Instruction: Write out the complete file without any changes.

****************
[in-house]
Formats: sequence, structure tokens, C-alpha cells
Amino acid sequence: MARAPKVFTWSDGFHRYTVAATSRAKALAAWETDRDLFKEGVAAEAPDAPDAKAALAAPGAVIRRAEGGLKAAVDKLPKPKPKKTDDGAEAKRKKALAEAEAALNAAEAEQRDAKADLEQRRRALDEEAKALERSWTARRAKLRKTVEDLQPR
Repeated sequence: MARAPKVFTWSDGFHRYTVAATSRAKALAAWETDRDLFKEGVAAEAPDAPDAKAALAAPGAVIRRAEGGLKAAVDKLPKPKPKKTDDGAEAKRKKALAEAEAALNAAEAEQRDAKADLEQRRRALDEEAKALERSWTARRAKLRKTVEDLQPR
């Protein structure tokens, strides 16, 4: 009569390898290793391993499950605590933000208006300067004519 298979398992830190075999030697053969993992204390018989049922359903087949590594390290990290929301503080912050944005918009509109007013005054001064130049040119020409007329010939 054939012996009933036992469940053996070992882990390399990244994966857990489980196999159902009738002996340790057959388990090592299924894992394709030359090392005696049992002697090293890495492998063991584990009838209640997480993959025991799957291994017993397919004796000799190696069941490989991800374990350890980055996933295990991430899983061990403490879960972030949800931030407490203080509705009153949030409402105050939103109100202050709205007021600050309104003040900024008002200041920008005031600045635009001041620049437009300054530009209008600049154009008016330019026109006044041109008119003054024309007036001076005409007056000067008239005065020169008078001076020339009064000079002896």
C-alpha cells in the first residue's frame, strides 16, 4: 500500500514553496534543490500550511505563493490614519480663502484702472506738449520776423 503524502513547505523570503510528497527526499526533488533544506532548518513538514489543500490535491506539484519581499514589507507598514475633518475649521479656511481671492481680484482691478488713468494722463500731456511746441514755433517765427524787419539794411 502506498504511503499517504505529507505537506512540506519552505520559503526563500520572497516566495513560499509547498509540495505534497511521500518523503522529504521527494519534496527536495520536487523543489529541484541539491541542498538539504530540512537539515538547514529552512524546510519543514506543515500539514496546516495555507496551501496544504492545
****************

[in-house]
Formats: sequence, structure tokens, C-alpha cells
Amino acid sequence: MARAPKVFTWSDGFHRYTVAATSRAKALAAWETDRDLFKEGVAAEAPDAPDAKAALAAPGAVIRRAEGGLKAAVDKLPKPKPKKTDDGAEAKRKKALAEAEAALNAAEAEQRDAKADLEQRRRALDEEAKALERSWTARRAKLRKTVEDLQPR
Repeated sequence: MARAPKVFTWSDGFHRYTVAATSRAKALAAWETDRDLFKEGVAAEAPDAPDAKAALAAPGAVIRRAEGGLKAAVDKLPKPKPKKTDDGAEAKRKKALAEAEAALNAAEAEQRDAKADLEQRRRALDEEAKALERSWTARRAKLRKTVEDLQPR
């Protein structure tokens, strides 16, 4: 009569390898290793391993499950605590933000208006300067004519 298979398992830190075999030697053969993992204390018989049922359903087949590594390290990290929301503080912050944005918009509109007013005054001064130049040119020409007329010939 054939012996009933036992469940053996070992882990390399990244994966857990489980196999159902009738002996340790057959388990090592299924894992394709030359090392005696049992002697090293890495492998063991584990009838209640997480993959025991799957291994017993397919004796000799190696069941490989991800374990350890980055996933295990991430899983061990403490879960972030949800931030407490203080509705009153949030409402105050939103109100202050709205007021600050309104003040900024008002200041920008005031600045635009001041620049437009300054530009209008600049154009008016330019026109006044041109008119003054024309007036001076005409007056000067008239005065020169008078001076020339009064000079002896």
C-alpha cells in the first residue's frame, strides 16, 4: 500500500514553496534543490500550511505563493490614519480663502484702472506738449520776423 503524502513547505523570503510528497527526499526533488533544506532548518513538514489543500490535491506539484519581499514589507507598514475633518475649521479656511481671492481680484482691478488713468494722463500731456511746441514755433517765427524787419539794411 502506498504511503499517504505529507505537506512540506519552505520559503526563500520572497516566495513560499509547498509540495505534497511521500518523503522529504521527494519534496527536495520536487523543489529541484541539491541542498538539504530540512537539515538547514529552512524546510519543514506543515500539514496546516495555507496551501496544504492545